My second round is reading. I begin it with a story and a learning focus.  Here is where I introduce Reading Power and Cafe strategies in a whole group setting.  Then I set my class off to do read to self.  At this time my LST kids are also pulled for reading instruction, and I do student swapping with another grade one teacher at my school on Thursdays.  All my kids have to read to self for at least 12 minutes (sometimes longer). My kids are well trained here and they know the room has to be quiet. During this time I typically work with a guided reading group either strategy based or reading level based.  I may actually do less of this next year because kids have such different needs and 1:1 conferencing is just the best way to meet those needs and have those strong connections with your kids. After about 12-15 minutes I let my students know they have free read - which for me includes listen to read, and/or read to someone. Actually they can read what ever they want as long as they are reading.  Again this isn't always a silent time but it is an on task and focussed time.  I will continue working with my group or start more 1:1 conferences.  My students read from their just right book boxes during read to self but are free to read from any classroom book or digital books during free read. This brings us to recess.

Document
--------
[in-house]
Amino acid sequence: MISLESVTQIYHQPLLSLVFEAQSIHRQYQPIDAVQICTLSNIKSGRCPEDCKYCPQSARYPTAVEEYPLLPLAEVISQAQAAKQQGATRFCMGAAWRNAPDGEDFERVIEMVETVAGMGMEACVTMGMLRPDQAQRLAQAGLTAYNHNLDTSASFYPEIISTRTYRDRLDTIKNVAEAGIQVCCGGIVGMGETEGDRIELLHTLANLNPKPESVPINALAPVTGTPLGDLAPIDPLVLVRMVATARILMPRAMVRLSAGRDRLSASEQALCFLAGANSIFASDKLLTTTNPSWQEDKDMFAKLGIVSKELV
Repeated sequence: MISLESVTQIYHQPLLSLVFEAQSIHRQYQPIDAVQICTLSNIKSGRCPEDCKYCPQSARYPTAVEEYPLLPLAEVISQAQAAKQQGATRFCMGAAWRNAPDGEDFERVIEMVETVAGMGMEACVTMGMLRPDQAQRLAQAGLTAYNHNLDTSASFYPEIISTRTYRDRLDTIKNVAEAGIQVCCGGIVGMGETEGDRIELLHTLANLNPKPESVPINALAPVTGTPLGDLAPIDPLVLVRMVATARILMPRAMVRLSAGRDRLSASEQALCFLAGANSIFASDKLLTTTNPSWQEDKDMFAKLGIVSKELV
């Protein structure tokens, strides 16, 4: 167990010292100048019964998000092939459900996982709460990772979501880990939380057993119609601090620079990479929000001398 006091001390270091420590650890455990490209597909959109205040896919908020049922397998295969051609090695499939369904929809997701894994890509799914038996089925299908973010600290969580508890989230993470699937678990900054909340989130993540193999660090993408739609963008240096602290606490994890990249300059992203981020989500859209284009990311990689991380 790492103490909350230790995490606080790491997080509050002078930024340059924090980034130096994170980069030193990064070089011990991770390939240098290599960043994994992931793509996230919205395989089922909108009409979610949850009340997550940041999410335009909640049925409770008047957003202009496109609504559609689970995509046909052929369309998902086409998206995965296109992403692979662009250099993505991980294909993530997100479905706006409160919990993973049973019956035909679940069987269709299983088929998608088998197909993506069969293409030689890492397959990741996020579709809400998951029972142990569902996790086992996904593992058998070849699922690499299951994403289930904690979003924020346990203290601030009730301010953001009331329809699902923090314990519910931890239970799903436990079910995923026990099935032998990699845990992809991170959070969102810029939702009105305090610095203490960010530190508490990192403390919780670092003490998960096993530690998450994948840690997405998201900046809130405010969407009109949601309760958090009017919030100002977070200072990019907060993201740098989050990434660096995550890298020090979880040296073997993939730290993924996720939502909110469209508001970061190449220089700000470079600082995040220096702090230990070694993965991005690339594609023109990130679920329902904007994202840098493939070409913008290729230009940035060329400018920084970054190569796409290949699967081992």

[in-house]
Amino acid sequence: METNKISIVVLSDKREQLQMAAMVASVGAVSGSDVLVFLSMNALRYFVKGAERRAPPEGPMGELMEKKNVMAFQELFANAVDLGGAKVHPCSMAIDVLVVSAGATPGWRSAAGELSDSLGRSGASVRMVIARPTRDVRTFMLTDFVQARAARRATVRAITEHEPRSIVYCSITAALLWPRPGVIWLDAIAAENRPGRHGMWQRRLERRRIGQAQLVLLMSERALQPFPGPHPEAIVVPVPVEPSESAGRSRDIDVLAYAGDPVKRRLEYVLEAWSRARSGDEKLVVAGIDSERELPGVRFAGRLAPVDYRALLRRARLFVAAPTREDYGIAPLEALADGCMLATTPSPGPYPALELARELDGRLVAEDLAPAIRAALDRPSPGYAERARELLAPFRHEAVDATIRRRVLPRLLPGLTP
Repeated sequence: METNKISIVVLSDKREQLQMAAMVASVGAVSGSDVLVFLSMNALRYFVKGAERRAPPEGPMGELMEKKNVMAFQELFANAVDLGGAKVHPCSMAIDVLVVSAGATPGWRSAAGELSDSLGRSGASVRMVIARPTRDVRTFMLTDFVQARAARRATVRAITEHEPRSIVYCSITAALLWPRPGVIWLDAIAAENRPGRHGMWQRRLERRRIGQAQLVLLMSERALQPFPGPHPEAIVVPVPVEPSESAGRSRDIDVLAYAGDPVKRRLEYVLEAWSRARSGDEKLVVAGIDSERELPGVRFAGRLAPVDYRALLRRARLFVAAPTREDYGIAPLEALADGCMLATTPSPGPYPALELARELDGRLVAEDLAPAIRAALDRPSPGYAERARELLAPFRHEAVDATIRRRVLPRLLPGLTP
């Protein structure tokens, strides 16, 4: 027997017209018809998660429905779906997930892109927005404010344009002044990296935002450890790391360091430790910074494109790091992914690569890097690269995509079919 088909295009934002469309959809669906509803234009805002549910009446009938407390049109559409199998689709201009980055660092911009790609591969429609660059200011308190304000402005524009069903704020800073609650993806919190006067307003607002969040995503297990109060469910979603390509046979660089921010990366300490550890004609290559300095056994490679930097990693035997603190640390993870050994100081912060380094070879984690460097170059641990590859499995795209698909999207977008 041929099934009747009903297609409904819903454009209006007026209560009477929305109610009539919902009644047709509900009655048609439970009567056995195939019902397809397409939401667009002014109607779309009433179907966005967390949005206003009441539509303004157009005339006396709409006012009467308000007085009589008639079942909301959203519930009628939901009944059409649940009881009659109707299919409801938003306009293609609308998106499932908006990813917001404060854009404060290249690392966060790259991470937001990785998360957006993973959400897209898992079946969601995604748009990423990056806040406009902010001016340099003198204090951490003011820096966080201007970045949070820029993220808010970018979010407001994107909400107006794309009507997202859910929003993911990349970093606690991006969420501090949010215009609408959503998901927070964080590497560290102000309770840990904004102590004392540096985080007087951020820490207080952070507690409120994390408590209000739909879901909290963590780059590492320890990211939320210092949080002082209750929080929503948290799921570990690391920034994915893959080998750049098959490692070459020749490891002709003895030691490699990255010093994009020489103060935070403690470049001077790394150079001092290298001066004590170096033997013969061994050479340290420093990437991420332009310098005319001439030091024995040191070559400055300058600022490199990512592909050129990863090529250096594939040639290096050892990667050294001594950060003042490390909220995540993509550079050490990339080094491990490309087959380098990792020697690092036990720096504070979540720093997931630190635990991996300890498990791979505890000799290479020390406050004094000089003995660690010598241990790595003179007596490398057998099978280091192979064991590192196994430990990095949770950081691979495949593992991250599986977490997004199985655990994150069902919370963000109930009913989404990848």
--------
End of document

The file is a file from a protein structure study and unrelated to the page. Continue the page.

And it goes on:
After recess we meet again for another story (writing focus) and/or mini lesson. I tend to teach a new writing concept each week so Monday/Tuesday often has the longer a mini lesson (still no more than 10 minutes) while the rest of the week the mini lesson (review)  is quick followed by more time to write.  I get a lot of my mini lesson ideas from the book No More I'm Done by Jennifer Jacobson. It's a really great book. It is here that I can also teach new forms (which can also be pointed out during the reading mini lesson time). For the most part my students have free choice on what and where to write. There are times where I structure what they need to write but this is few and far between.  We deal with non fiction writing both here but it is also gets covered during our science/socials inquiry in the afternoon.  When we are studying fairy tales we learn about writing stories, and for the most part they write them too. If I don't see something that I need to see I'll ask a student  to demonstrate that they know how to do that. So when I need to I will highly encourage kids to write what i need them to write when I need them to write it to demonstrate learning but again this isn't often. Most of the time though my goal is to foster a love for writing, because with that love writing forms just become different ways to show the love of writing.  This year was certainly a year of experimentation on my part of letting go of telling my kids what to write but my students have surpassed all expectations I've had.  I have truly engaged readers and writers.